08 October 2005

The Joy of Chess

Friday, October 7, 2005

I had a good chess game today at work against my colleague Cesar. Over a period of several months, we played a number of games and as of this afternoon we were tied. The game was supposed to be a tie-breaker and by the fashion he beat me in the last two games, I was sure he would win. Indeed he started out very strong, his Queen breaking my pawn structure and had my King run around. However, Cesar made a mistake and had to sacrifice a Rook for a Pawn that was just a square away from being Promoted. He made good use of his Knight and three Pawns and it was I who had to force a stalemate, even though I had a Rook and Bishop on a black square, plus a Pawn.

In my opinion, Cesar is indeed the best player I know in the office. He moves quickly and always seems to have everything planned, versus my haphazard placement of pieces. It amazed me that I managed to beat him before. The first few games I can understand that he wasn't aware of my ability and laid out traps that, when I didn't fall into, turned against him. I simply cannot think at his speed and not make total blunder. Even when I took a long time to think, he still defeated me.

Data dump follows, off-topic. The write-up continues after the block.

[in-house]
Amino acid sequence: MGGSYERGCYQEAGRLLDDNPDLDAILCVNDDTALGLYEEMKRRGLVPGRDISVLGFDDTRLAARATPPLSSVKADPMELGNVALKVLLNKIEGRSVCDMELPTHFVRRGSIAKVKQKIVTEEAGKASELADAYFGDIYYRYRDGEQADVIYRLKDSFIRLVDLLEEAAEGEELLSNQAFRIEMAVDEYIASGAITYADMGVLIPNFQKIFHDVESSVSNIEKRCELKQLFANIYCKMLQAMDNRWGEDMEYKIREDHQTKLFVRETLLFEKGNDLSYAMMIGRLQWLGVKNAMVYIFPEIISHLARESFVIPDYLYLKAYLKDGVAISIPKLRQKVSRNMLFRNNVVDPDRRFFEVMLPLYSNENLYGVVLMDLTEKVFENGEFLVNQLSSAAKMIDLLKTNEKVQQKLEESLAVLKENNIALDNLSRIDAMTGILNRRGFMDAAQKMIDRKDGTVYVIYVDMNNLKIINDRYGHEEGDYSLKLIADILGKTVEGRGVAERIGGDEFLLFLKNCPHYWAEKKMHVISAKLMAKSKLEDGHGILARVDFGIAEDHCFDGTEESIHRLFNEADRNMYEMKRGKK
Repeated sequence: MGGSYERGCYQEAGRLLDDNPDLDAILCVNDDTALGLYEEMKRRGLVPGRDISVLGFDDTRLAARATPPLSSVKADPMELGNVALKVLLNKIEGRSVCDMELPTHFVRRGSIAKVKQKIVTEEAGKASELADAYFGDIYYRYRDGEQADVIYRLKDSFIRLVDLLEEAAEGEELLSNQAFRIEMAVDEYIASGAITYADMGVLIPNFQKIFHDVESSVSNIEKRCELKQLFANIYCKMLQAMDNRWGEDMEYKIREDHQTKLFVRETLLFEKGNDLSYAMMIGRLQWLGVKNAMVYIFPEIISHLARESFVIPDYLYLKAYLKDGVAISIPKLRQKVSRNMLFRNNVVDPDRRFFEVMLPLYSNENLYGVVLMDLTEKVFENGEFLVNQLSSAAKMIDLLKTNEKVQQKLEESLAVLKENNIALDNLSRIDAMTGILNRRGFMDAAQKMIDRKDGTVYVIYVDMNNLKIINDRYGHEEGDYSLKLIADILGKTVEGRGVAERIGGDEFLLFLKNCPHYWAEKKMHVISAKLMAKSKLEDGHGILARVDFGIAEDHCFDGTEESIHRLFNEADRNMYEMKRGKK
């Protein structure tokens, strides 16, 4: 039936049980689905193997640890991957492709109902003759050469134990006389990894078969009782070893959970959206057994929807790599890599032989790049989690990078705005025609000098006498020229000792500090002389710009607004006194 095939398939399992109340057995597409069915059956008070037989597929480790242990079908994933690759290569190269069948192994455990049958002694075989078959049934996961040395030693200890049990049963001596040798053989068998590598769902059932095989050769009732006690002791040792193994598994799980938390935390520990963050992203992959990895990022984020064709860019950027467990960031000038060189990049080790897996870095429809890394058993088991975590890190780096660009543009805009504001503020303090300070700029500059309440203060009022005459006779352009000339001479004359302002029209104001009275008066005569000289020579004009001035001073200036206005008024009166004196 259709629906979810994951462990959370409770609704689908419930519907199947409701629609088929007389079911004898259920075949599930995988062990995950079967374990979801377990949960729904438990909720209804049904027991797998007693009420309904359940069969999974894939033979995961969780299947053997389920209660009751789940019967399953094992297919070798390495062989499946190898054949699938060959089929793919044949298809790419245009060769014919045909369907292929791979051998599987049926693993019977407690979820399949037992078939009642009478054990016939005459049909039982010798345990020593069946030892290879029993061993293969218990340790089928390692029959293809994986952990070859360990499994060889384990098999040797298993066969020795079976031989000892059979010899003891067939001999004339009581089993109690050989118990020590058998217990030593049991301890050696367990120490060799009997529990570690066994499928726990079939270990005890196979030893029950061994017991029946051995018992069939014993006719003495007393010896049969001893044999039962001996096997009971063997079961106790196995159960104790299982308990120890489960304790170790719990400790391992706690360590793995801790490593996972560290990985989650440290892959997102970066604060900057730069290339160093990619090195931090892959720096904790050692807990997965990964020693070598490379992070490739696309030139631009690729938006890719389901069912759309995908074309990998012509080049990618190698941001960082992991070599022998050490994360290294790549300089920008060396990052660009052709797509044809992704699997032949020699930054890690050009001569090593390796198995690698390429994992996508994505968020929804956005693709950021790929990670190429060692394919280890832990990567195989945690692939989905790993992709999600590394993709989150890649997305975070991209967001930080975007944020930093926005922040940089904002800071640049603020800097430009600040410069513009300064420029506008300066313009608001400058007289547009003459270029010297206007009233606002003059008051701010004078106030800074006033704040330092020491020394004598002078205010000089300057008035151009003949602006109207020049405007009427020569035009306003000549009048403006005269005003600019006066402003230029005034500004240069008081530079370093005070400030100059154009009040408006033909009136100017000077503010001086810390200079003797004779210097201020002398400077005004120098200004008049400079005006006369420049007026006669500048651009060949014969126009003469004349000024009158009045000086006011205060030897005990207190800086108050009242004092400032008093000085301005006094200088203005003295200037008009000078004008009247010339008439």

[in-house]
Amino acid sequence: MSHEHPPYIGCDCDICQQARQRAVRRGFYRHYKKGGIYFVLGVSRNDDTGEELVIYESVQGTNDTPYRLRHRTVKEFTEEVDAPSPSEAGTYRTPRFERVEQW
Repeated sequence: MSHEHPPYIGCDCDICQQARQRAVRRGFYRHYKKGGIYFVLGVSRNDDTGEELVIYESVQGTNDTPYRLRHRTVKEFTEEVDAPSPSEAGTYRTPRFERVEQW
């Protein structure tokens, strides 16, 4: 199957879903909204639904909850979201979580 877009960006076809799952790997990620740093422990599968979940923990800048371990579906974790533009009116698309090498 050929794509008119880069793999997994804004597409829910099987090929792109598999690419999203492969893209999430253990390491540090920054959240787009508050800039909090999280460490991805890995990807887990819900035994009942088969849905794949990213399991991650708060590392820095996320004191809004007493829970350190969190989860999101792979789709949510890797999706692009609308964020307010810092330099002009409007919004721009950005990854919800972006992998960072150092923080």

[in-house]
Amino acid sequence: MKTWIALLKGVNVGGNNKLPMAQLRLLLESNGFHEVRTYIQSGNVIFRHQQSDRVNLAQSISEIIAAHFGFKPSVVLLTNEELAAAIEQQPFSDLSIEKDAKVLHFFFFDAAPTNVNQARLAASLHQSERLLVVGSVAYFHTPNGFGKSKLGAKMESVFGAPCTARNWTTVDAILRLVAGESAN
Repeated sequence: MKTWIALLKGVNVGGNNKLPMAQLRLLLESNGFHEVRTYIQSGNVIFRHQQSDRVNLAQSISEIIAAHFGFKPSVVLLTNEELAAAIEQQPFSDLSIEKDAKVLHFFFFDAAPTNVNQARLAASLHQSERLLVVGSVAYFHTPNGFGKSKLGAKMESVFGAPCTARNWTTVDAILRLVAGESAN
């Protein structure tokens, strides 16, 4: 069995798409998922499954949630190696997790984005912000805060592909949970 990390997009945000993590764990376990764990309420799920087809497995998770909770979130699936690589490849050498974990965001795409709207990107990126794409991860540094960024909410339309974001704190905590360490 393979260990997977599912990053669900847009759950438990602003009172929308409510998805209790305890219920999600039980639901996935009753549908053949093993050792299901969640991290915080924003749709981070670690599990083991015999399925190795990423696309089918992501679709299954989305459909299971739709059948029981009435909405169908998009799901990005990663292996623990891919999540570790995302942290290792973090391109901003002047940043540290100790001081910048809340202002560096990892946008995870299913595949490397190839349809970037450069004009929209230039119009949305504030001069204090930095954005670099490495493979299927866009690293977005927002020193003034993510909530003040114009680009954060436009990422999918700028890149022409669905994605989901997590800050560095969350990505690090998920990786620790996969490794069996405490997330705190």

Chess grandmasters can memorize many moves and supposedly to them the game isn't as challenging anymore. Some had to come up variations of chess just to add more complexity to the game. To amateurs like us it's still lots of fun. I tried playing against the computer but it's just not the same. Whereas when I play against human players, there's a chance they will make mistakes, including dumb ones. With a computer, in my case, to be exact, a PDA, it never works.

I actually started playing Chinese Chess before International Chess. I still have a little trouble adjusting to the transition. With Chinese Chess, the pieces are more restricted. The General's Guards are limited within the Palace, where the General is also confined in. The Elephants, great as they sound, cannot cross the river. Pawns don't get promoted once they reach the other end zone - kinda like Communism vs. Capitalism, you are stuck with whatever occupation the Party told you to be in. Knights and Elephants can be blocked off. So on and so on. Subconsciously, I usually try to trade Queens early in the game so the setting is more similar to Chinese Chess, as there is no Queens in Chinese Chess.

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